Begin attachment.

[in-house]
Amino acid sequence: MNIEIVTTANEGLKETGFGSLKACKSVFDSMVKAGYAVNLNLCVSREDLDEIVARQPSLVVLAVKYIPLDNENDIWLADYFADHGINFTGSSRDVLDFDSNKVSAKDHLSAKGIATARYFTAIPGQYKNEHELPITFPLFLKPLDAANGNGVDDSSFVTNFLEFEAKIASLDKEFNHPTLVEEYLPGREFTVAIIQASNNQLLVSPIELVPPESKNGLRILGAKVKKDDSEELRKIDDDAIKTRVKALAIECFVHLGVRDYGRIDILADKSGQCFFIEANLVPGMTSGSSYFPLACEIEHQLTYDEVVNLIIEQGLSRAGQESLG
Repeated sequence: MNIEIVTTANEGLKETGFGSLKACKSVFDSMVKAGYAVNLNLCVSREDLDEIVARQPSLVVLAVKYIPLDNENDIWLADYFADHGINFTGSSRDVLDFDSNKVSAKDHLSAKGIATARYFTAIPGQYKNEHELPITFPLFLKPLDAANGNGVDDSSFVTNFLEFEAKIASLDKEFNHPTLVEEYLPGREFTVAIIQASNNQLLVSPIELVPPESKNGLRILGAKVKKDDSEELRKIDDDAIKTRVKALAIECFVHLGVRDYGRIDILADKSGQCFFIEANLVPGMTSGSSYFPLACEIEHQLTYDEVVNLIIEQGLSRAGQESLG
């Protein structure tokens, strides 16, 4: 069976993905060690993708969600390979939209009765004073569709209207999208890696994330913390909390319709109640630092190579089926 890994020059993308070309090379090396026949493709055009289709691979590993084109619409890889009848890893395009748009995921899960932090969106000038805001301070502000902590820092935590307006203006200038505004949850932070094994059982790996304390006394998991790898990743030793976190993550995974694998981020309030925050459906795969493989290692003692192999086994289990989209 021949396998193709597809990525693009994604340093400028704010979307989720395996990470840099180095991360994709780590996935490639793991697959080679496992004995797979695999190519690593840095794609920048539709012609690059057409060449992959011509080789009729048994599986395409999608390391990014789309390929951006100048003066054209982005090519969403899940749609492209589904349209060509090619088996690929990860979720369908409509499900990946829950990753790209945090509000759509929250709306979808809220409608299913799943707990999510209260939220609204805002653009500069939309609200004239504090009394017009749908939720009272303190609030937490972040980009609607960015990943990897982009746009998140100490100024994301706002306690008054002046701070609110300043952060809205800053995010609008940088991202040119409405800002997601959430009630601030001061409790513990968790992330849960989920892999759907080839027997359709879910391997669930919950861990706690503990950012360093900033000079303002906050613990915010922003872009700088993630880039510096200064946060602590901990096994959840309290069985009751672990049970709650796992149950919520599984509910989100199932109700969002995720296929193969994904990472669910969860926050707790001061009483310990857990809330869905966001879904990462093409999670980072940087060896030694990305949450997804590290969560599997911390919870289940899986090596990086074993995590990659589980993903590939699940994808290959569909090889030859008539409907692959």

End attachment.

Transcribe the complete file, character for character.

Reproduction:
[in-house]
Amino acid sequence: MNIEIVTTANEGLKETGFGSLKACKSVFDSMVKAGYAVNLNLCVSREDLDEIVARQPSLVVLAVKYIPLDNENDIWLADYFADHGINFTGSSRDVLDFDSNKVSAKDHLSAKGIATARYFTAIPGQYKNEHELPITFPLFLKPLDAANGNGVDDSSFVTNFLEFEAKIASLDKEFNHPTLVEEYLPGREFTVAIIQASNNQLLVSPIELVPPESKNGLRILGAKVKKDDSEELRKIDDDAIKTRVKALAIECFVHLGVRDYGRIDILADKSGQCFFIEANLVPGMTSGSSYFPLACEIEHQLTYDEVVNLIIEQGLSRAGQESLG
Repeated sequence: MNIEIVTTANEGLKETGFGSLKACKSVFDSMVKAGYAVNLNLCVSREDLDEIVARQPSLVVLAVKYIPLDNENDIWLADYFADHGINFTGSSRDVLDFDSNKVSAKDHLSAKGIATARYFTAIPGQYKNEHELPITFPLFLKPLDAANGNGVDDSSFVTNFLEFEAKIASLDKEFNHPTLVEEYLPGREFTVAIIQASNNQLLVSPIELVPPESKNGLRILGAKVKKDDSEELRKIDDDAIKTRVKALAIECFVHLGVRDYGRIDILADKSGQCFFIEANLVPGMTSGSSYFPLACEIEHQLTYDEVVNLIIEQGLSRAGQESLG
């Protein structure tokens, strides 16, 4: 069976993905060690993708969600390979939209009765004073569709209207999208890696994330913390909390319709109640630092190579089926 890994020059993308070309090379090396026949493709055009289709691979590993084109619409890889009848890893395009748009995921899960932090969106000038805001301070502000902590820092935590307006203006200038505004949850932070094994059982790996304390006394998991790898990743030793976190993550995974694998981020309030925050459906795969493989290692003692192999086994289990989209 021949396998193709597809990525693009994604340093400028704010979307989720395996990470840099180095991360994709780590996935490639793991697959080679496992004995797979695999190519690593840095794609920048539709012609690059057409060449992959011509080789009729048994599986395409999608390391990014789309390929951006100048003066054209982005090519969403899940749609492209589904349209060509090619088996690929990860979720369908409509499900990946829950990753790209945090509000759509929250709306979808809220409608299913799943707990999510209260939220609204805002653009500069939309609200004239504090009394017009749908939720009272303190609030937490972040980009609607960015990943990897982009746009998140100490100024994301706002306690008054002046701070609110300043952060809205800053995010609008940088991202040119409405800002997601959430009630601030001061409790513990968790992330849960989920892999759907080839027997359709879910391997669930919950861990706690503990950012360093900033000079303002906050613990915010922003872009700088993630880039510096200064946060602590901990096994959840309290069985009751672990049970709650796992149950919520599984509910989100199932109700969002995720296929193969994904990472669910969860926050707790001061009483310990857990809330869905966001879904990462093409999670980072940087060896030694990305949450997804590290969560599997911390919870289940899986090596990086074993995590990659589980993903590939699940994808290959569909090889030859008539409907692959």